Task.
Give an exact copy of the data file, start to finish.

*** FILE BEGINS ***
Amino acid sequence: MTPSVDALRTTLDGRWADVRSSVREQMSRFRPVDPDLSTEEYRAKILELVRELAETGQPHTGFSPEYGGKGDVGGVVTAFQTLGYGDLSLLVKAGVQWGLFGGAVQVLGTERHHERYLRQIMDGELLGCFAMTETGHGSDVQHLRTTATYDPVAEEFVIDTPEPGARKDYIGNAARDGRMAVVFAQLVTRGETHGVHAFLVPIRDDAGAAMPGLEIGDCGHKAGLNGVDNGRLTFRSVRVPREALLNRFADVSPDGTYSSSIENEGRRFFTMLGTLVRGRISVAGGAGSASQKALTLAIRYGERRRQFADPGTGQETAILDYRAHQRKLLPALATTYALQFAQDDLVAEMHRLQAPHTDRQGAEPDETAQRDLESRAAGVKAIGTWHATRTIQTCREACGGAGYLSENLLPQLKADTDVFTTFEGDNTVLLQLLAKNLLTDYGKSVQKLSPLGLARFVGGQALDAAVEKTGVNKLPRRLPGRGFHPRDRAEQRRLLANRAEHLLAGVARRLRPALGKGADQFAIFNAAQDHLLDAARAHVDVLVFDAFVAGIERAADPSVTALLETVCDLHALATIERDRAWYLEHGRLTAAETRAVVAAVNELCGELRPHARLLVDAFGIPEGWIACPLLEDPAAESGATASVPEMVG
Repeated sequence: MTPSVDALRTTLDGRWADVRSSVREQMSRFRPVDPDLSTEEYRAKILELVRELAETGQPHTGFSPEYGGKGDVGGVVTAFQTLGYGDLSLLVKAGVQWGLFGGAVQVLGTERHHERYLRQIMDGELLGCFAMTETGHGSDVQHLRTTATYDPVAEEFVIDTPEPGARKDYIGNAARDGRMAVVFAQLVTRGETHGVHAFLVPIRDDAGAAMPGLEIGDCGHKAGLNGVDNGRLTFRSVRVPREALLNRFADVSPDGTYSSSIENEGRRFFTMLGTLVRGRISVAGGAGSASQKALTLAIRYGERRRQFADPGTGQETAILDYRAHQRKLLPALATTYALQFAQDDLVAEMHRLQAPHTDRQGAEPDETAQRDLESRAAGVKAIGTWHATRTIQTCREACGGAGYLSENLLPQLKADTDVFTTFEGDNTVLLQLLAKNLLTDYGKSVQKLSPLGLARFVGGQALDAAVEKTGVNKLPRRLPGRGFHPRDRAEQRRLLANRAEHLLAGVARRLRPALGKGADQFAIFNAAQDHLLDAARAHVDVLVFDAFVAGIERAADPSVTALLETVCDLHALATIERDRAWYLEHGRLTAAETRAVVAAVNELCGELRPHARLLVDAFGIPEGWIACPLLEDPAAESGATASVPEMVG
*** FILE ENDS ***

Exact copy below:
Amino acid sequence: MTPSVDALRTTLDGRWADVRSSVREQMSRFRPVDPDLSTEEYRAKILELVRELAETGQPHTGFSPEYGGKGDVGGVVTAFQTLGYGDLSLLVKAGVQWGLFGGAVQVLGTERHHERYLRQIMDGELLGCFAMTETGHGSDVQHLRTTATYDPVAEEFVIDTPEPGARKDYIGNAARDGRMAVVFAQLVTRGETHGVHAFLVPIRDDAGAAMPGLEIGDCGHKAGLNGVDNGRLTFRSVRVPREALLNRFADVSPDGTYSSSIENEGRRFFTMLGTLVRGRISVAGGAGSASQKALTLAIRYGERRRQFADPGTGQETAILDYRAHQRKLLPALATTYALQFAQDDLVAEMHRLQAPHTDRQGAEPDETAQRDLESRAAGVKAIGTWHATRTIQTCREACGGAGYLSENLLPQLKADTDVFTTFEGDNTVLLQLLAKNLLTDYGKSVQKLSPLGLARFVGGQALDAAVEKTGVNKLPRRLPGRGFHPRDRAEQRRLLANRAEHLLAGVARRLRPALGKGADQFAIFNAAQDHLLDAARAHVDVLVFDAFVAGIERAADPSVTALLETVCDLHALATIERDRAWYLEHGRLTAAETRAVVAAVNELCGELRPHARLLVDAFGIPEGWIACPLLEDPAAESGATASVPEMVG
Repeated sequence: MTPSVDALRTTLDGRWADVRSSVREQMSRFRPVDPDLSTEEYRAKILELVRELAETGQPHTGFSPEYGGKGDVGGVVTAFQTLGYGDLSLLVKAGVQWGLFGGAVQVLGTERHHERYLRQIMDGELLGCFAMTETGHGSDVQHLRTTATYDPVAEEFVIDTPEPGARKDYIGNAARDGRMAVVFAQLVTRGETHGVHAFLVPIRDDAGAAMPGLEIGDCGHKAGLNGVDNGRLTFRSVRVPREALLNRFADVSPDGTYSSSIENEGRRFFTMLGTLVRGRISVAGGAGSASQKALTLAIRYGERRRQFADPGTGQETAILDYRAHQRKLLPALATTYALQFAQDDLVAEMHRLQAPHTDRQGAEPDETAQRDLESRAAGVKAIGTWHATRTIQTCREACGGAGYLSENLLPQLKADTDVFTTFEGDNTVLLQLLAKNLLTDYGKSVQKLSPLGLARFVGGQALDAAVEKTGVNKLPRRLPGRGFHPRDRAEQRRLLANRAEHLLAGVARRLRPALGKGADQFAIFNAAQDHLLDAARAHVDVLVFDAFVAGIERAADPSVTALLETVCDLHALATIERDRAWYLEHGRLTAAETRAVVAAVNELCGELRPHARLLVDAFGIPEGWIACPLLEDPAAESGATASVPEMVG